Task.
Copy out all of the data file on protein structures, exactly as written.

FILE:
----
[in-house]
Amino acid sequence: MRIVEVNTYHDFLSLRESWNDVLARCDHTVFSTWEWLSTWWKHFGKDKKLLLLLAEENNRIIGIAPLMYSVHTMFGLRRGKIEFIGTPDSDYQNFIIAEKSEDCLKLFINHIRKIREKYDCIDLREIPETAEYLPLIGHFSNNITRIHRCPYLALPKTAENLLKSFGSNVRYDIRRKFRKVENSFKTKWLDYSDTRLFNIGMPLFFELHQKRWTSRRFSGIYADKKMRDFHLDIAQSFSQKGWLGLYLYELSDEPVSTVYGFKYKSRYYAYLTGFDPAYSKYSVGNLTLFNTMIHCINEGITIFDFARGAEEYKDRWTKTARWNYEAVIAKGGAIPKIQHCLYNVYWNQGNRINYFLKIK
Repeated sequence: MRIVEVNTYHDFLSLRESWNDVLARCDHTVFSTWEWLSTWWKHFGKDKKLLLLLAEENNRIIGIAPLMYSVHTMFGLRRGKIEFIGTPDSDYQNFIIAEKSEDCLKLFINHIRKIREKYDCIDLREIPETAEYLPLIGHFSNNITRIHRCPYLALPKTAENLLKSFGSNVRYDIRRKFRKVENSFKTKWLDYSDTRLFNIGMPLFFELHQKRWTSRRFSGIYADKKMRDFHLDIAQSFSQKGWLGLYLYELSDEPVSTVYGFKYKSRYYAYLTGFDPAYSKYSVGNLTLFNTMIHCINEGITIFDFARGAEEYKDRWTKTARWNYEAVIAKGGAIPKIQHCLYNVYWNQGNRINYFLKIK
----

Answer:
[in-house]
Amino acid sequence: MRIVEVNTYHDFLSLRESWNDVLARCDHTVFSTWEWLSTWWKHFGKDKKLLLLLAEENNRIIGIAPLMYSVHTMFGLRRGKIEFIGTPDSDYQNFIIAEKSEDCLKLFINHIRKIREKYDCIDLREIPETAEYLPLIGHFSNNITRIHRCPYLALPKTAENLLKSFGSNVRYDIRRKFRKVENSFKTKWLDYSDTRLFNIGMPLFFELHQKRWTSRRFSGIYADKKMRDFHLDIAQSFSQKGWLGLYLYELSDEPVSTVYGFKYKSRYYAYLTGFDPAYSKYSVGNLTLFNTMIHCINEGITIFDFARGAEEYKDRWTKTARWNYEAVIAKGGAIPKIQHCLYNVYWNQGNRINYFLKIK
Repeated sequence: MRIVEVNTYHDFLSLRESWNDVLARCDHTVFSTWEWLSTWWKHFGKDKKLLLLLAEENNRIIGIAPLMYSVHTMFGLRRGKIEFIGTPDSDYQNFIIAEKSEDCLKLFINHIRKIREKYDCIDLREIPETAEYLPLIGHFSNNITRIHRCPYLALPKTAENLLKSFGSNVRYDIRRKFRKVENSFKTKWLDYSDTRLFNIGMPLFFELHQKRWTSRRFSGIYADKKMRDFHLDIAQSFSQKGWLGLYLYELSDEPVSTVYGFKYKSRYYAYLTGFDPAYSKYSVGNLTLFNTMIHCINEGITIFDFARGAEEYKDRWTKTARWNYEAVIAKGGAIPKIQHCLYNVYWNQGNRINYFLKIK